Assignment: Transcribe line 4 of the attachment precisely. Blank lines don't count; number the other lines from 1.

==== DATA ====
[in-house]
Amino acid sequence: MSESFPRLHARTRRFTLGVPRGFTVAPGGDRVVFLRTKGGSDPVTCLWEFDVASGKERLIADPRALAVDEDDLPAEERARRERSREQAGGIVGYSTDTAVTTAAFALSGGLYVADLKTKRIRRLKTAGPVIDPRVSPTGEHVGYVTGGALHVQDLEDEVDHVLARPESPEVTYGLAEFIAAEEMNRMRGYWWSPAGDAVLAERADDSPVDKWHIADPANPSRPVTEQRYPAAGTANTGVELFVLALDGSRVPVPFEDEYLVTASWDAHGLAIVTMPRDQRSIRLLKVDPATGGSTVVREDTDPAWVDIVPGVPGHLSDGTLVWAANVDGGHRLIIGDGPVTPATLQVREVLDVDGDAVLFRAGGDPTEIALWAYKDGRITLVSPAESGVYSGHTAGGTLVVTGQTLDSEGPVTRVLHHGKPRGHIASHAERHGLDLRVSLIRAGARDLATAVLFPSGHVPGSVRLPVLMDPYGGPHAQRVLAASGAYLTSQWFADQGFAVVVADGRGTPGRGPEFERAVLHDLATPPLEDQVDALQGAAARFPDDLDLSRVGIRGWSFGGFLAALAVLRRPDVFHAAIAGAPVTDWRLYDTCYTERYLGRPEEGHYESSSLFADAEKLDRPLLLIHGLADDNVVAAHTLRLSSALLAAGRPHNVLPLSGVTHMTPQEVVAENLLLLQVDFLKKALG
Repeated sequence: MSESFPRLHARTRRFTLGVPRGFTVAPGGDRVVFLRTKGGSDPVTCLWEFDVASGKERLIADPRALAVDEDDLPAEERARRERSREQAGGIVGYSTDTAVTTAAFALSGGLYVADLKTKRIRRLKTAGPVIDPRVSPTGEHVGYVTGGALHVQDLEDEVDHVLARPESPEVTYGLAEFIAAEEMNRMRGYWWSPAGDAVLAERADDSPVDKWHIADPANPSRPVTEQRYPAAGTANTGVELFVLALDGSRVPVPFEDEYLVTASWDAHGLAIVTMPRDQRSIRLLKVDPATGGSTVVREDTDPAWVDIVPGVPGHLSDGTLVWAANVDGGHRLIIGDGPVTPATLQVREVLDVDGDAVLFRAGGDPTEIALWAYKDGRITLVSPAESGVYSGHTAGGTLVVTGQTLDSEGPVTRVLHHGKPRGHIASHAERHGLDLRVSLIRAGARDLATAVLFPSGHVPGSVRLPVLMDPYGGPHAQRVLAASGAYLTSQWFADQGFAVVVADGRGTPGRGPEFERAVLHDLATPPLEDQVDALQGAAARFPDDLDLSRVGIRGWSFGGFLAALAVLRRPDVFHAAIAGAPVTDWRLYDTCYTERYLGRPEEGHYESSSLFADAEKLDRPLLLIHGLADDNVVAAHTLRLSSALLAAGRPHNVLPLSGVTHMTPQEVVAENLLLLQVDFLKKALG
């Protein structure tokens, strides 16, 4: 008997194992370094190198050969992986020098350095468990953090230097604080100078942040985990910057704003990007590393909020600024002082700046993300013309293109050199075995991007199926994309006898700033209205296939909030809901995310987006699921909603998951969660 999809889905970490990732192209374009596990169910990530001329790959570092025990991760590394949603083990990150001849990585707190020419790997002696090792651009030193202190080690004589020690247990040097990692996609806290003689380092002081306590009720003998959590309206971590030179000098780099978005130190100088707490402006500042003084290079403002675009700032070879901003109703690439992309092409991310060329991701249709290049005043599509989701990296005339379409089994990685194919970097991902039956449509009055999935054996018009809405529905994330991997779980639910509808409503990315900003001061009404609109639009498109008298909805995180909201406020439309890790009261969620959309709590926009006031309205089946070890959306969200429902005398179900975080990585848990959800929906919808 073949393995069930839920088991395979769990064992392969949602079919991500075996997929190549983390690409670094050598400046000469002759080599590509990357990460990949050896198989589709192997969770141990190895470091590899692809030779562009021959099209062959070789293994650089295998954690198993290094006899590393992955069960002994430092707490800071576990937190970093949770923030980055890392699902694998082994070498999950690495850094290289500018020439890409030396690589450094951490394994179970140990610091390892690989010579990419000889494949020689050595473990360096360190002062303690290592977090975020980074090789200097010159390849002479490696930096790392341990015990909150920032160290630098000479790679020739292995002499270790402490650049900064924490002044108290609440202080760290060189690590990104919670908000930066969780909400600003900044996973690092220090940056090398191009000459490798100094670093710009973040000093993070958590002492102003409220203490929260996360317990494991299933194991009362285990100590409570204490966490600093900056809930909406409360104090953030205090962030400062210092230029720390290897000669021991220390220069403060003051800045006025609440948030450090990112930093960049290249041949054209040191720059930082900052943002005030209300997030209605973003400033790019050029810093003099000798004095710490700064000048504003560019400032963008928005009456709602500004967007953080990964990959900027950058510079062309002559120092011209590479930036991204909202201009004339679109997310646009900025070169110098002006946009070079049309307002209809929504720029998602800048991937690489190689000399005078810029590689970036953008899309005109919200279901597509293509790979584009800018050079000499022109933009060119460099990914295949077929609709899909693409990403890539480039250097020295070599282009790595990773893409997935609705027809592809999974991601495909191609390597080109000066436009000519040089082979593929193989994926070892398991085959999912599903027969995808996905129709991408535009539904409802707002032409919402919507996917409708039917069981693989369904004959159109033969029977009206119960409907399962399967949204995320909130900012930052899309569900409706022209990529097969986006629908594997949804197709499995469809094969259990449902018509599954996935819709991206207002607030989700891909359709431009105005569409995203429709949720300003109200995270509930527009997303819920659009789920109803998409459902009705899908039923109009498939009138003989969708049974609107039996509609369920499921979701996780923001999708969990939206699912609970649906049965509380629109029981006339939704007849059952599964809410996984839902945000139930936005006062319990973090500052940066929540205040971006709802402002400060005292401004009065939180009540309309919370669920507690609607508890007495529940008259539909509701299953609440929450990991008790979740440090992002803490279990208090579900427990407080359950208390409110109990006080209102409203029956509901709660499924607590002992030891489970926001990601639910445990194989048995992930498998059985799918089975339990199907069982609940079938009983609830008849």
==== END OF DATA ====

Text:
């Protein structure tokens, strides 16, 4: 008997194992370094190198050969992986020098350095468990953090230097604080100078942040985990910057704003990007590393909020600024002082700046993300013309293109050199075995991007199926994309006898700033209205296939909030809901995310987006699921909603998951969660 999809889905970490990732192209374009596990169910990530001329790959570092025990991760590394949603083990990150001849990585707190020419790997002696090792651009030193202190080690004589020690247990040097990692996609806290003689380092002081306590009720003998959590309206971590030179000098780099978005130190100088707490402006500042003084290079403002675009700032070879901003109703690439992309092409991310060329991701249709290049005043599509989701990296005339379409089994990685194919970097991902039956449509009055999935054996018009809405529905994330991997779980639910509808409503990315900003001061009404609109639009498109008298909805995180909201406020439309890790009261969620959309709590926009006031309205089946070890959306969200429902005398179900975080990585848990959800929906919808 073949393995069930839920088991395979769990064992392969949602079919991500075996997929190549983390690409670094050598400046000469002759080599590509990357990460990949050896198989589709192997969770141990190895470091590899692809030779562009021959099209062959070789293994650089295998954690198993290094006899590393992955069960002994430092707490800071576990937190970093949770923030980055890392699902694998082994070498999950690495850094290289500018020439890409030396690589450094951490394994179970140990610091390892690989010579990419000889494949020689050595473990360096360190002062303690290592977090975020980074090789200097010159390849002479490696930096790392341990015990909150920032160290630098000479790679020739292995002499270790402490650049900064924490002044108290609440202080760290060189690590990104919670908000930066969780909400600003900044996973690092220090940056090398191009000459490798100094670093710009973040000093993070958590002492102003409220203490929260996360317990494991299933194991009362285990100590409570204490966490600093900056809930909406409360104090953030205090962030400062210092230029720390290897000669021991220390220069403060003051800045006025609440948030450090990112930093960049290249041949054209040191720059930082900052943002005030209300997030209605973003400033790019050029810093003099000798004095710490700064000048504003560019400032963008928005009456709602500004967007953080990964990959900027950058510079062309002559120092011209590479930036991204909202201009004339679109997310646009900025070169110098002006946009070079049309307002209809929504720029998602800048991937690489190689000399005078810029590689970036953008899309005109919200279901597509293509790979584009800018050079000499022109933009060119460099990914295949077929609709899909693409990403890539480039250097020295070599282009790595990773893409997935609705027809592809999974991601495909191609390597080109000066436009000519040089082979593929193989994926070892398991085959999912599903027969995808996905129709991408535009539904409802707002032409919402919507996917409708039917069981693989369904004959159109033969029977009206119960409907399962399967949204995320909130900012930052899309569900409706022209990529097969986006629908594997949804197709499995469809094969259990449902018509599954996935819709991206207002607030989700891909359709431009105005569409995203429709949720300003109200995270509930527009997303819920659009789920109803998409459902009705899908039923109009498939009138003989969708049974609107039996509609369920499921979701996780923001999708969990939206699912609970649906049965509380629109029981006339939704007849059952599964809410996984839902945000139930936005006062319990973090500052940066929540205040971006709802402002400060005292401004009065939180009540309309919370669920507690609607508890007495529940008259539909509701299953609440929450990991008790979740440090992002803490279990208090579900427990407080359950208390409110109990006080209102409203029956509901709660499924607590002992030891489970926001990601639910445990194989048995992930498998059985799918089975339990199907069982609940079938009983609830008849």